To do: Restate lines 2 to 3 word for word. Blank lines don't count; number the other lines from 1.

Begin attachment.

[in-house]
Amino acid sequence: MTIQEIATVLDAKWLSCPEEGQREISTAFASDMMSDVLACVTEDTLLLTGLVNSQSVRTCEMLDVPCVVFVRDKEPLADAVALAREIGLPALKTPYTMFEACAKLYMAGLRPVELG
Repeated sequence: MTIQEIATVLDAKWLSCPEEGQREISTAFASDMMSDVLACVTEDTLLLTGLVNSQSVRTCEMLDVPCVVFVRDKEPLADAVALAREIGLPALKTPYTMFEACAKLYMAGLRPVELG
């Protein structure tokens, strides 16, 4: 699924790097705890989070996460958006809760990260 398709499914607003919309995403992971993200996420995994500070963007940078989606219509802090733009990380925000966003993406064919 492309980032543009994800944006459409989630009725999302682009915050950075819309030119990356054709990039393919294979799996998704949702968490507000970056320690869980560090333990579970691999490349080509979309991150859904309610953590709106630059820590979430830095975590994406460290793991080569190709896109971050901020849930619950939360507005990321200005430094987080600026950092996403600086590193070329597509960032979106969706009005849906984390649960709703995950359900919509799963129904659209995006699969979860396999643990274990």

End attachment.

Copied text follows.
Amino acid sequence: MTIQEIATVLDAKWLSCPEEGQREISTAFASDMMSDVLACVTEDTLLLTGLVNSQSVRTCEMLDVPCVVFVRDKEPLADAVALAREIGLPALKTPYTMFEACAKLYMAGLRPVELG
Repeated sequence: MTIQEIATVLDAKWLSCPEEGQREISTAFASDMMSDVLACVTEDTLLLTGLVNSQSVRTCEMLDVPCVVFVRDKEPLADAVALAREIGLPALKTPYTMFEACAKLYMAGLRPVELG